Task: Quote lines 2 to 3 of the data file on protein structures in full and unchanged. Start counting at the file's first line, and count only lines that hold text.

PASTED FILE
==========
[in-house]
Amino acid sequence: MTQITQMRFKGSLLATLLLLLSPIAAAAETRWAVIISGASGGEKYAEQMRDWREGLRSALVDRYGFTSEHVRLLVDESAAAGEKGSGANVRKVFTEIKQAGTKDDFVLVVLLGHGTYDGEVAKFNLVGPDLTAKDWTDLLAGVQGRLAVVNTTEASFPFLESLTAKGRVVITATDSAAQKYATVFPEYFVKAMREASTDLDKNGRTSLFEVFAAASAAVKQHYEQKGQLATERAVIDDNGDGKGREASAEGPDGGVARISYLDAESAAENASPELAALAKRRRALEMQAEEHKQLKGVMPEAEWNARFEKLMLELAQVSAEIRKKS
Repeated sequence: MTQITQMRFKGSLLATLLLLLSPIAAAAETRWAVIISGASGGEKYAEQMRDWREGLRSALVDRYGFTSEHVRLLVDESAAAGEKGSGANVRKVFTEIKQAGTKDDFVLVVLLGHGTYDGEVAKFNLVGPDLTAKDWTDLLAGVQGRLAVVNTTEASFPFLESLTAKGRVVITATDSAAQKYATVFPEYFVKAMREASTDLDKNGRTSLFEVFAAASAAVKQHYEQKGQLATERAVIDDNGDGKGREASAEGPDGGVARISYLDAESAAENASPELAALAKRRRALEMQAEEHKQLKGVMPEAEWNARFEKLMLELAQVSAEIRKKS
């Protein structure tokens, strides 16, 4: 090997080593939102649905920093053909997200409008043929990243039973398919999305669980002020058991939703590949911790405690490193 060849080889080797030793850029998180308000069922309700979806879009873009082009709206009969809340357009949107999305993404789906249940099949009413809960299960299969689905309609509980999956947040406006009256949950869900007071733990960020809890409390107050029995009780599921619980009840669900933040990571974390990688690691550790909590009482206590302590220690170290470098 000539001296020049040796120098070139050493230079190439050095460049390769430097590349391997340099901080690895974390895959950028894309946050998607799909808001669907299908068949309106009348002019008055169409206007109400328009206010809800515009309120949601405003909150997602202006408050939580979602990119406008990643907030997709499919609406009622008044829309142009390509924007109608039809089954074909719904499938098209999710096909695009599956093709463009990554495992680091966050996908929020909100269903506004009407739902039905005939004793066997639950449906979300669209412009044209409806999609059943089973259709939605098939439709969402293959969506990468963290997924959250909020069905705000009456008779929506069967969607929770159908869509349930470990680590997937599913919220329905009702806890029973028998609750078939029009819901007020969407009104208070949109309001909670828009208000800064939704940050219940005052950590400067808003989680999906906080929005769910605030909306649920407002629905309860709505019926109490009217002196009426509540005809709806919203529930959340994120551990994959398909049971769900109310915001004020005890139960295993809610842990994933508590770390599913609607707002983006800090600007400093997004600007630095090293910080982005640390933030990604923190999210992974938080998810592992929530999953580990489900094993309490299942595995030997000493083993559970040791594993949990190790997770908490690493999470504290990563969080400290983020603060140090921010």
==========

Amino acid sequence: MTQITQMRFKGSLLATLLLLLSPIAAAAETRWAVIISGASGGEKYAEQMRDWREGLRSALVDRYGFTSEHVRLLVDESAAAGEKGSGANVRKVFTEIKQAGTKDDFVLVVLLGHGTYDGEVAKFNLVGPDLTAKDWTDLLAGVQGRLAVVNTTEASFPFLESLTAKGRVVITATDSAAQKYATVFPEYFVKAMREASTDLDKNGRTSLFEVFAAASAAVKQHYEQKGQLATERAVIDDNGDGKGREASAEGPDGGVARISYLDAESAAENASPELAALAKRRRALEMQAEEHKQLKGVMPEAEWNARFEKLMLELAQVSAEIRKKS
Repeated sequence: MTQITQMRFKGSLLATLLLLLSPIAAAAETRWAVIISGASGGEKYAEQMRDWREGLRSALVDRYGFTSEHVRLLVDESAAAGEKGSGANVRKVFTEIKQAGTKDDFVLVVLLGHGTYDGEVAKFNLVGPDLTAKDWTDLLAGVQGRLAVVNTTEASFPFLESLTAKGRVVITATDSAAQKYATVFPEYFVKAMREASTDLDKNGRTSLFEVFAAASAAVKQHYEQKGQLATERAVIDDNGDGKGREASAEGPDGGVARISYLDAESAAENASPELAALAKRRRALEMQAEEHKQLKGVMPEAEWNARFEKLMLELAQVSAEIRKKS